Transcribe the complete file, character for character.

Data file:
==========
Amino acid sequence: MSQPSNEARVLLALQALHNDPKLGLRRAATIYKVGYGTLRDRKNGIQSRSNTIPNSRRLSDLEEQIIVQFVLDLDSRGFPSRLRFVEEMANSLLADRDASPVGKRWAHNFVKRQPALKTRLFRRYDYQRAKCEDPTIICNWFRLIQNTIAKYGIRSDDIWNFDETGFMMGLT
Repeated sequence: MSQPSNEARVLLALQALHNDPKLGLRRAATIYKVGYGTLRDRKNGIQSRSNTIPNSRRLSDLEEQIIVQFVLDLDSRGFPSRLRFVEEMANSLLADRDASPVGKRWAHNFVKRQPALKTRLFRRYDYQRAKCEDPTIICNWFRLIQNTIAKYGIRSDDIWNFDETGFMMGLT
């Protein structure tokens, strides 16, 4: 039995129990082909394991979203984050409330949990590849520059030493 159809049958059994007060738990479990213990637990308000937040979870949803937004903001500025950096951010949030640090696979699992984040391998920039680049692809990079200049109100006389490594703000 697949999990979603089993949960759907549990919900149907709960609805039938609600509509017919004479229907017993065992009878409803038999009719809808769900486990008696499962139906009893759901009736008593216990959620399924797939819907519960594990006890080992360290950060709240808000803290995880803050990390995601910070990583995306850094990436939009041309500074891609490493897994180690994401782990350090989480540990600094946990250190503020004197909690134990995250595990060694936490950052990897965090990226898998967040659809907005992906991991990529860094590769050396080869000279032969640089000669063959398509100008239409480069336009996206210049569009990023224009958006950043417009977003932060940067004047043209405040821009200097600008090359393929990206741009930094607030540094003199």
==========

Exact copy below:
Amino acid sequence: MSQPSNEARVLLALQALHNDPKLGLRRAATIYKVGYGTLRDRKNGIQSRSNTIPNSRRLSDLEEQIIVQFVLDLDSRGFPSRLRFVEEMANSLLADRDASPVGKRWAHNFVKRQPALKTRLFRRYDYQRAKCEDPTIICNWFRLIQNTIAKYGIRSDDIWNFDETGFMMGLT
Repeated sequence: MSQPSNEARVLLALQALHNDPKLGLRRAATIYKVGYGTLRDRKNGIQSRSNTIPNSRRLSDLEEQIIVQFVLDLDSRGFPSRLRFVEEMANSLLADRDASPVGKRWAHNFVKRQPALKTRLFRRYDYQRAKCEDPTIICNWFRLIQNTIAKYGIRSDDIWNFDETGFMMGLT
């Protein structure tokens, strides 16, 4: 039995129990082909394991979203984050409330949990590849520059030493 159809049958059994007060738990479990213990637990308000937040979870949803937004903001500025950096951010949030640090696979699992984040391998920039680049692809990079200049109100006389490594703000 697949999990979603089993949960759907549990919900149907709960609805039938609600509509017919004479229907017993065992009878409803038999009719809808769900486990008696499962139906009893759901009736008593216990959620399924797939819907519960594990006890080992360290950060709240808000803290995880803050990390995601910070990583995306850094990436939009041309500074891609490493897994180690994401782990350090989480540990600094946990250190503020004197909690134990995250595990060694936490950052990897965090990226898998967040659809907005992906991991990529860094590769050396080869000279032969640089000669063959398509100008239409480069336009996206210049569009990023224009958006950043417009977003932060940067004047043209405040821009200097600008090359393929990206741009930094607030540094003199």